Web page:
Yesterday I was at Singapore’s National Archives picking up an order for a client. Tucked away at the foot of Fort Canning Hill, the archives is located at the former Anglo-Chinese School building between the Philatelic Museum and the Registry of Marriages.
It was a busy morning for the counter staff at the Archives Reference Room. There were four people on the microfilm readers, two at the computers and a couple more at the tables. Eight researchers might not seem much but it was quite a bit to handle as the two staff had to retrieve materials, help with the machines, answer phone calls, attend to walk-ins like me and a whole load of administrative work.
The archives was set up for a soon-to-be bygone era of research. When I started going regularly about seven years ago, they still issued a reader’s card and made every researcher sign in stating their research topic every day. The counter staff knew you by name and the materials you were after. Researchers would go in regularly for months, or even years, painstakingly going through rolls and rolls of microfilm, or listening to reels and reels of tapes.
I did this for about two years, and finally stopped not so much because my employer at the time no longer wanted my services, but because my eyesight was rapidly fading. It was the hours squinting and staring at the faint black marks on those microfilm rolls that did me in!
Despite this, I do look back at those times fondly. Although tedious, research is something that is relatively relaxing for me. Furthermore, there is also no greater joy in finding a rare gem in a haystack of neglected records.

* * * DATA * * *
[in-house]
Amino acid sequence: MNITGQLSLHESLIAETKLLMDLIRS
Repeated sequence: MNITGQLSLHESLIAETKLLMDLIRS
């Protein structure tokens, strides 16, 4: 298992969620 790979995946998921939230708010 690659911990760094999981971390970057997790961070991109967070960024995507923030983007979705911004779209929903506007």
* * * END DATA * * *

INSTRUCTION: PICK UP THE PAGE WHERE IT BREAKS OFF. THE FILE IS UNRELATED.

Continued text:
But of course there were frustrations. The many forms to fill out by hand; I’m not that fond of writing my address over and over again. Once or twice I had gone down to look at specific documents only to be told that the staff cannot find them, or the records have not been microfilmed. Some records are closed and there was a bit of to-and-fro about how to get permission for them to be viewed.
On hindsight, these seem trivial. But at the time the delays and obstructions constantly made my blood boil. On record I’ve submitted at least three “feedback” forms, none of which I’ve ever received a reply. Yesterday, I spotted a large sign about “mutual respect” at the front counter which suggests to me that there probably were other frustrated people who might have taken it out at the staff.
In the recent years, there haven’t been many overt changes at the Reference Room but there have been changes in the back-end. In the past, one had to go down to the Room to listen to oral history on cassette tapes or CDs. Now, a majority of those interviews are available online, many with transcripts. One can also order archival photos through email (of course with a formal request form and annex!) and receive them through file sharing. Both of these developments have been extremely helpful to our work, and researchers in general.
The National Archives used to be a unit under the National Heritage Board but now it is managed by the National Library Board. I’ve heard that more changes are planned. Here’s hoping that whatever these changes may be, it would mean greater access to the treasures which are hidden in the dear old archives.